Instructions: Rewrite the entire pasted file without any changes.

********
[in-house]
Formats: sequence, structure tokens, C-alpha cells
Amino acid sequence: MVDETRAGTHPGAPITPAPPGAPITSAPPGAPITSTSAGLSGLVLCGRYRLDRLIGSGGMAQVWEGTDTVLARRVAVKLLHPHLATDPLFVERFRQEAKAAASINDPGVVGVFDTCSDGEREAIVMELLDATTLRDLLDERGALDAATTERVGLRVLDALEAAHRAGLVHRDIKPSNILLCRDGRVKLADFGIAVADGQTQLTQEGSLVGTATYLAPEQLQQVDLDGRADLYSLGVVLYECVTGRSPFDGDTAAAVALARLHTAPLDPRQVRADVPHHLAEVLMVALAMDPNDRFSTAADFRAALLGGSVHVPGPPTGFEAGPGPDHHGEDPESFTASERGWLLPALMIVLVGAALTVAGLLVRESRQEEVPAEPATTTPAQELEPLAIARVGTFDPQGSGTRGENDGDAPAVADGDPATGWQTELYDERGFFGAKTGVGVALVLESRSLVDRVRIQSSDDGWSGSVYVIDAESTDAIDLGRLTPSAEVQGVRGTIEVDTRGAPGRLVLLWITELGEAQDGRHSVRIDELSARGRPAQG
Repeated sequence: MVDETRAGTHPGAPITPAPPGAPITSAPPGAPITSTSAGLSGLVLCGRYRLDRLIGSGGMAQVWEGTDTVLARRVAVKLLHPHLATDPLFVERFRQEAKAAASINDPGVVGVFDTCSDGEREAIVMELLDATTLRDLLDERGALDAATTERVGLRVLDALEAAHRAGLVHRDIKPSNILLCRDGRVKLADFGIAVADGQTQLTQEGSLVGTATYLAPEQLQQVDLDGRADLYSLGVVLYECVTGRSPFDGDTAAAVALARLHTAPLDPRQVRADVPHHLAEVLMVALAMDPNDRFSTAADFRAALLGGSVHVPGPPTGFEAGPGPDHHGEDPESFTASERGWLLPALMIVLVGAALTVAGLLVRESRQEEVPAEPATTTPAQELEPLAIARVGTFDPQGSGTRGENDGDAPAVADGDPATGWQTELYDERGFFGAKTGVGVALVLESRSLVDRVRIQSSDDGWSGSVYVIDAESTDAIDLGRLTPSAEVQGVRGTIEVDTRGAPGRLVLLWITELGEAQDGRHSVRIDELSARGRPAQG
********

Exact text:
[in-house]
Formats: sequence, structure tokens, C-alpha cells
Amino acid sequence: MVDETRAGTHPGAPITPAPPGAPITSAPPGAPITSTSAGLSGLVLCGRYRLDRLIGSGGMAQVWEGTDTVLARRVAVKLLHPHLATDPLFVERFRQEAKAAASINDPGVVGVFDTCSDGEREAIVMELLDATTLRDLLDERGALDAATTERVGLRVLDALEAAHRAGLVHRDIKPSNILLCRDGRVKLADFGIAVADGQTQLTQEGSLVGTATYLAPEQLQQVDLDGRADLYSLGVVLYECVTGRSPFDGDTAAAVALARLHTAPLDPRQVRADVPHHLAEVLMVALAMDPNDRFSTAADFRAALLGGSVHVPGPPTGFEAGPGPDHHGEDPESFTASERGWLLPALMIVLVGAALTVAGLLVRESRQEEVPAEPATTTPAQELEPLAIARVGTFDPQGSGTRGENDGDAPAVADGDPATGWQTELYDERGFFGAKTGVGVALVLESRSLVDRVRIQSSDDGWSGSVYVIDAESTDAIDLGRLTPSAEVQGVRGTIEVDTRGAPGRLVLLWITELGEAQDGRHSVRIDELSARGRPAQG
Repeated sequence: MVDETRAGTHPGAPITPAPPGAPITSAPPGAPITSTSAGLSGLVLCGRYRLDRLIGSGGMAQVWEGTDTVLARRVAVKLLHPHLATDPLFVERFRQEAKAAASINDPGVVGVFDTCSDGEREAIVMELLDATTLRDLLDERGALDAATTERVGLRVLDALEAAHRAGLVHRDIKPSNILLCRDGRVKLADFGIAVADGQTQLTQEGSLVGTATYLAPEQLQQVDLDGRADLYSLGVVLYECVTGRSPFDGDTAAAVALARLHTAPLDPRQVRADVPHHLAEVLMVALAMDPNDRFSTAADFRAALLGGSVHVPGPPTGFEAGPGPDHHGEDPESFTASERGWLLPALMIVLVGAALTVAGLLVRESRQEEVPAEPATTTPAQELEPLAIARVGTFDPQGSGTRGENDGDAPAVADGDPATGWQTELYDERGFFGAKTGVGVALVLESRSLVDRVRIQSSDDGWSGSVYVIDAESTDAIDLGRLTPSAEVQGVRGTIEVDTRGAPGRLVLLWITELGEAQDGRHSVRIDELSARGRPAQG